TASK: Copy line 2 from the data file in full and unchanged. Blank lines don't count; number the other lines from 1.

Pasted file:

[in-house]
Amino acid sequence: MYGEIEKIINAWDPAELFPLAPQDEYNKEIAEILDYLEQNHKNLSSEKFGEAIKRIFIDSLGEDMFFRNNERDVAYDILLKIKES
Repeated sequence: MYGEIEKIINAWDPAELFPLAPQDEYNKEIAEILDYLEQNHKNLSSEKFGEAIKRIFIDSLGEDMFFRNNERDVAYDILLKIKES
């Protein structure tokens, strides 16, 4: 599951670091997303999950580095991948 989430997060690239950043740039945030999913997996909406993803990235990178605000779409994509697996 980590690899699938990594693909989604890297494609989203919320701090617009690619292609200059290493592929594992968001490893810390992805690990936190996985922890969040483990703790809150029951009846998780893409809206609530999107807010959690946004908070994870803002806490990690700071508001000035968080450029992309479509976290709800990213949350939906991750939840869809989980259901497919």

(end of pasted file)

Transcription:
Amino acid sequence: MYGEIEKIINAWDPAELFPLAPQDEYNKEIAEILDYLEQNHKNLSSEKFGEAIKRIFIDSLGEDMFFRNNERDVAYDILLKIKES